CLASSICS: Words of Wisdom with Doc Paskowitz
“I like men who have known the best and the worst, whose life has been anything but a smooth trip. Storms have battered them, they have lain, sometimes for months on end, becalmed. There is a residue even if they fail. It has not been all tinkling; there have been grand chords.” – James Salter, Burning the Days
CLASSICS is a new series that provides insight, life advice, and general words of wisdom from surfing’s most respected individuals.
Dorian Paskowitz loves to be called Doc. He told me so when I asked him. I was very nervous, calling the man that all my surfing heroes call their hero. I stammered when he answered the phone, his humor cracking his voice as much as his age. I could hear him smiling.
“I love to be called Doc,” he told me. I had planned on calling him Mr. Paskowitz.
Doc Paskowitz started surfing in the Gulf of Mexico on Galveston Island. He’s 92, and he’s still surfing.
While he would never agree, Doc can be considered one of the earliest pioneers of the shape of today’s surf culture. He spent nearly 25 years on the road, living in a succession of used campers. It is, quite possibly, the world’s longest surf trip. He and his wife raised nine children in those campers, soaking them in the ocean and their idea of how life should be lived.
During the course of an hour-long conversation, Doc dropped some serious wisdom on me. He is an extraordinarily smart man – not because of his education, but because, in his own words, “Wisdom comes from intent, experience, and finding courage.”
Here’s a bit of that wisdom.
The way I lived was more in keeping with the way the great apes live; the way the noble chimpanzees live; the way the vast majority of human beings on the planet live.
I may have been considered “kooky” in a Stanford atmosphere, or a San Francisco atmosphere or a San Diego atmosphere, but I felt that our lifestyle was in keeping with a cosmic, universal human atmosphere. I really feel that we were just keeping with what is more human.
Saying I quit being a doctor was just a very convenient way to explain my bizarre behavior. “He was a dedicated intellectual, and he saw the purposelessness of life and gave it all up to become a nomad.” That’s bullshit! I was a nomad to begin with. I’m a nomad now.
Going on the road was not a planned, contrived choreographed decision. It was in keeping with the lifestyle that I grew up with. I grew up as a lifeguard and a beach bum. That’s been my lifestyle since I was 12. It’s a lifestyle I’ve stuck to. I’m still one now.
There was a lot of anti-Semitism in Malibu in the ’50s. But as long as I could surf, I didn’t give a shit. I would surf with the Devil, if I had to.
Buzzy Trent hated Jews. My best friend Wally hated Jews. Unfortunately he found out his grandfather was Jewish. The whole Malibu bunch disliked Jews.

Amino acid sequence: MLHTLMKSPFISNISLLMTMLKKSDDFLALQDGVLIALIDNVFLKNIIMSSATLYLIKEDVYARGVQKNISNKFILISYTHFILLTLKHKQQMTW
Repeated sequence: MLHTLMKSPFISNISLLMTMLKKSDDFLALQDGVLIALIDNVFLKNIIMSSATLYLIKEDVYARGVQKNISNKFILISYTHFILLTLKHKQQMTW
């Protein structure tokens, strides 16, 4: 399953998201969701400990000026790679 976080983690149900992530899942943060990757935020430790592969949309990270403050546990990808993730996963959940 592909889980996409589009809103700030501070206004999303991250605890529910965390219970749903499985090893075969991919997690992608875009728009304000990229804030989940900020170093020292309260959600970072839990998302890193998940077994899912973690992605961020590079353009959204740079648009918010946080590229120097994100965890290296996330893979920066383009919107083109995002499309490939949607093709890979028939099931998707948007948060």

Faith was never, for me, a road map. It was something that I found was in line with my surfing and my family life.
I was so affected by the the philosophy and gentility and humanity and the strength and the courage of the Hawaiian people and culture that I took on many of the behavior patterns of the Hawaiians.
I took from Judaism those things that I thought would help me do two things: have an uninterrupted, innocent view of God, and keep me from separating myself from the community of my brethren.
I think that surfing is unquestionably the elite human activity that puts the human being more in sync with the lifestyle that we’re supposed to live.
Why get an education by sitting on your ass, where the more you memorize, the more educated you are? Wisdom comes from intent, experience, and finding courage.
I am an educated man. Whether I am wise man or not… that’s an entirely different question. I wanted my children to be wise before they were educated.
My children may not be as wise in the ways of the man, but they are wise in the ways of Mother Nature and how the world works. It’s more important because in the long run, education wears off.
I wish I tried to do better economically. In all that time, we were always below the poverty line. I would have tried to get jobs. I had three of our homes/campers foreclosed under us. That was terrible. But would I change the way we lived? No.
I’m afraid of the things Kelly Slater and Garrett McNamara are doing. But I do have the remarkable opportunity to be around such men. That’s good enough for me.
There’s too much fat and sugar. Too much fossil fuel. That will bring our culture to its knees. Our life expectancies are much diminished from what they could be. We’re building a civilization that’s bound to end violently. A much longer answer to that question is in my book, Surfing and Health.
I think I would just like to be remembered as a nice guy like Paul Strauch. Or like a sweet man like the Duke. Or my father. He was one of the sweetest men in the world.
When I’m dead, I’m dead. My remembering life while I lived it is much more important than me being remembered when I can’t live it anymore.
For a much more in depth view of Doc Paskowitz’s ideas on health, check out his book, Surfing and Health